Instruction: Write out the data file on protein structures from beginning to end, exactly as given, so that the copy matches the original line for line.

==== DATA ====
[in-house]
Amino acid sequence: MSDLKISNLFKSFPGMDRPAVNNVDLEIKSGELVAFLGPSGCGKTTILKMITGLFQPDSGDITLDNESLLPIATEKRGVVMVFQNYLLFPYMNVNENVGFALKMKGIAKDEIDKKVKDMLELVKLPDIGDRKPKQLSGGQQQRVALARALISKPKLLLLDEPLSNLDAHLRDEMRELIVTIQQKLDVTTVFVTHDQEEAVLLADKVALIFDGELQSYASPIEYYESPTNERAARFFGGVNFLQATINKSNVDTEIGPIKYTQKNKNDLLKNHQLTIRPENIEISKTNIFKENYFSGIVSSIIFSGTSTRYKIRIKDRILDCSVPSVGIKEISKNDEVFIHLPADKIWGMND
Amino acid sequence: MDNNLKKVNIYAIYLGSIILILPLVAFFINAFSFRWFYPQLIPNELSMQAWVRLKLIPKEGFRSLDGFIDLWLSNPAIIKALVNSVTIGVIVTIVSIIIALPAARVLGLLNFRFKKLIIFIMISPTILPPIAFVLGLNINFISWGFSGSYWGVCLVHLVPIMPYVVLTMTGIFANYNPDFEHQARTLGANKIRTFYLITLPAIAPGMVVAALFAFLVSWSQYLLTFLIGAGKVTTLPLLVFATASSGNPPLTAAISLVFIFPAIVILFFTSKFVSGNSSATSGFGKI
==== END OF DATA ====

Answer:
[in-house]
Amino acid sequence: MSDLKISNLFKSFPGMDRPAVNNVDLEIKSGELVAFLGPSGCGKTTILKMITGLFQPDSGDITLDNESLLPIATEKRGVVMVFQNYLLFPYMNVNENVGFALKMKGIAKDEIDKKVKDMLELVKLPDIGDRKPKQLSGGQQQRVALARALISKPKLLLLDEPLSNLDAHLRDEMRELIVTIQQKLDVTTVFVTHDQEEAVLLADKVALIFDGELQSYASPIEYYESPTNERAARFFGGVNFLQATINKSNVDTEIGPIKYTQKNKNDLLKNHQLTIRPENIEISKTNIFKENYFSGIVSSIIFSGTSTRYKIRIKDRILDCSVPSVGIKEISKNDEVFIHLPADKIWGMND
Amino acid sequence: MDNNLKKVNIYAIYLGSIILILPLVAFFINAFSFRWFYPQLIPNELSMQAWVRLKLIPKEGFRSLDGFIDLWLSNPAIIKALVNSVTIGVIVTIVSIIIALPAARVLGLLNFRFKKLIIFIMISPTILPPIAFVLGLNINFISWGFSGSYWGVCLVHLVPIMPYVVLTMTGIFANYNPDFEHQARTLGANKIRTFYLITLPAIAPGMVVAALFAFLVSWSQYLLTFLIGAGKVTTLPLLVFATASSGNPPLTAAISLVFIFPAIVILFFTSKFVSGNSSATSGFGKI